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On a beautiful late spring day, I left my house for a “scenic” drive to our home office in Bloomington, IL. The sun was out, the temperature was perfect at 78 degrees, and traffic was moving at a great pace….until the dark clouds rolled in from the west and the rain started, reducing visibility to almost nothing and bringing all traffic to a standstill with blinkers flashing. Add some amazing lightning and thunder and some nickel-sized hail and my afternoon was no longer any fun. My long drive finished with tornado and flood warnings and enough water in the streets to make Bloomington look like a small water park.
Weather remains one of the most significant risk factors facing property & casualty insurers. Wind, rain and hail events confound the planning process each year and keep many a reinsurer in business. Ratemaking and reserving actuaries continue to look for new ways to gather reliable estimates of weather impacts to help make business decisions. Where is the data we need?
Weather data has of course long existed, and is making a rapid movement into the forefront of analytics for property & casualty insurers. At any trade show, multiple vendors are present with weather data that is increasingly robust. We no longer measure in tens of square miles but now have square mile increments available to us. Detailed reports are readily available after storms and insured loss damage estimates can be quickly produced based on individual insurer exposure and risk concentration.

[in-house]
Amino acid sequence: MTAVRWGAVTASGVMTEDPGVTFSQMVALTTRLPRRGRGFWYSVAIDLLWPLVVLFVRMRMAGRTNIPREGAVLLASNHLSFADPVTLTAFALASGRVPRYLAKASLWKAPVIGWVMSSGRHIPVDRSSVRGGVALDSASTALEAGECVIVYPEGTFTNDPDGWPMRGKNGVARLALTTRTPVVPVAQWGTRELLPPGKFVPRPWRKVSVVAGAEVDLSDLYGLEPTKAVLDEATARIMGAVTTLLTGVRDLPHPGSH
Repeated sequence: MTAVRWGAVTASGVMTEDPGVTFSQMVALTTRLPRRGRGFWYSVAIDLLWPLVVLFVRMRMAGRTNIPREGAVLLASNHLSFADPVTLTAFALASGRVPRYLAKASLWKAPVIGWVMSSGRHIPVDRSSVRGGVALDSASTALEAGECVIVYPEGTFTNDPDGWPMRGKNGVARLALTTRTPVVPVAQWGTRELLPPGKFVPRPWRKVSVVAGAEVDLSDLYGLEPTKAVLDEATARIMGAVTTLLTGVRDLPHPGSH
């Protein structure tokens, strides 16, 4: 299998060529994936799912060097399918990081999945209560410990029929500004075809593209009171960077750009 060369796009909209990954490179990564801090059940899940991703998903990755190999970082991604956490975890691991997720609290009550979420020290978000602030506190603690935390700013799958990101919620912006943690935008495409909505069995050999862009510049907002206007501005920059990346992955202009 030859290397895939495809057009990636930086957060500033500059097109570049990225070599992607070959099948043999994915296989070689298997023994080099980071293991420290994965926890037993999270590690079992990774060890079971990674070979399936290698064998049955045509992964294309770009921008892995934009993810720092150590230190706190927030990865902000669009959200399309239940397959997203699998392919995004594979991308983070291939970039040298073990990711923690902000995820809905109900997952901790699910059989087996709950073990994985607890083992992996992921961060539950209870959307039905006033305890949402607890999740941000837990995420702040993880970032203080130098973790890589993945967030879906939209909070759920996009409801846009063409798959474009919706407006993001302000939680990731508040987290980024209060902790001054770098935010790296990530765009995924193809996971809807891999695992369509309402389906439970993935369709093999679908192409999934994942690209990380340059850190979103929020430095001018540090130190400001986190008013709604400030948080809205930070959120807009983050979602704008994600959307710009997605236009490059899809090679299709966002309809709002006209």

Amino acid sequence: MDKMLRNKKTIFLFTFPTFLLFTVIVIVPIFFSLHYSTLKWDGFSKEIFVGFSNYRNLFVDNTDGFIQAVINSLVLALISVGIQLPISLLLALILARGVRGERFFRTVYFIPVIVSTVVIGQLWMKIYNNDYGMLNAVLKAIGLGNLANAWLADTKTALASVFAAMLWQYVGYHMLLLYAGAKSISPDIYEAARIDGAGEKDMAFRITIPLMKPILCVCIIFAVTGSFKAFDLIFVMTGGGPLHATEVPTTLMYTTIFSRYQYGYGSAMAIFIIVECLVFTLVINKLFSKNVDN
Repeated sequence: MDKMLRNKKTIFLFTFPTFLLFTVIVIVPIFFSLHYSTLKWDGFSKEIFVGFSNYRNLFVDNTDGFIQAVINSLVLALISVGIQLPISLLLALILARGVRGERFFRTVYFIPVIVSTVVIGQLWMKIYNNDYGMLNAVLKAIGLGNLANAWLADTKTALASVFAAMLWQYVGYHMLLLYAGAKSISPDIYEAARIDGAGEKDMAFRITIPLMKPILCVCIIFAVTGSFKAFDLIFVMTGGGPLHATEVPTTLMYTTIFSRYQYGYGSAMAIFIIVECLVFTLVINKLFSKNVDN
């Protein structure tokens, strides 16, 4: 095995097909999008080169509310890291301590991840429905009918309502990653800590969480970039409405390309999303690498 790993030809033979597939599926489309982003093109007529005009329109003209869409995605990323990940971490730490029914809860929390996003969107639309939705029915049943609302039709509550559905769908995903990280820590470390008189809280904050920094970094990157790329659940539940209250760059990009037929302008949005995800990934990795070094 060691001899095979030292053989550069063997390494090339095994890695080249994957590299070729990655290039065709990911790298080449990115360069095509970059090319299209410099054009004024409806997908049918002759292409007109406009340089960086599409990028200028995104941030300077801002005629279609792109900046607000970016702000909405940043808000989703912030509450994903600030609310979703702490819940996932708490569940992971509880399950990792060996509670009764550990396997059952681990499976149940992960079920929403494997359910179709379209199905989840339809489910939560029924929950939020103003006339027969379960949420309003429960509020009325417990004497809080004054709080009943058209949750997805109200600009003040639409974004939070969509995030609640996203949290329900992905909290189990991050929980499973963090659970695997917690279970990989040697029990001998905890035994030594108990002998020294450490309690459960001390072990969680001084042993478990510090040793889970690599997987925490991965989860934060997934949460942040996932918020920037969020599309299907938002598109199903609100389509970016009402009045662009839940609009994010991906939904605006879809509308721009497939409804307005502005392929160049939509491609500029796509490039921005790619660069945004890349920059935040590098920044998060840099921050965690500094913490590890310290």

Weather analytics have generally included meteorologists and data scientists, but actuaries and insurance experts are increasingly becoming partners and collaborators as we seek to better understand weather as a risk factor. Rating territory analysis often includes a weather component to identify and cluster areas with a higher propensity for weather-related losses. Rating by peril is used to more precisely assess the potential impacts of weather events. Catastrophe and weather models including simulation analysis are prevalent and largely accepted by regulators today. Planning and underwriting strategy focus on concentration of risk.
Every year, insurers are concerned with Nor’easter storms impacting New England, , hurricanes affecting Florida and the Gulf Coast, wildfires or mudslides in California and wind/hail events throughout the country.
Coastal properties have greater risk and are generally charged more for property coverage, but insurers typically were not concerned about significant hurricane damage in the Midwest until Hurricane Ike in 2008; Hurricane Isaac followed a similar path in 2012. Likewise, the risk of tornadoes in southern California were not on many insurers’ radars until last December 12, 2014 when one struck Los Angeles. No one can predict the whims of Mother Nature.
A significant challenge to insurers is to take massive quantities of data in granular form and apply them to a model that may better predict insured losses due to weather events. An even larger challenge is to understand the impacts of weather over time to manage, price, and underwrite risks in certain geographic locations. Fortunately, the data and the models continue to improve as do meteorological tools.
Sitting in a restaurant or working at an industry trade show while everyone’s phones simultaneously chime a weather alert is proof of our advances in preparation. So, the industry will continue to monitor the data, develop even better models, and gather information to assess the potential damage of future weather events. And always hope that Mother Nature is in a good mood tomorrow, next week, next month and next year.
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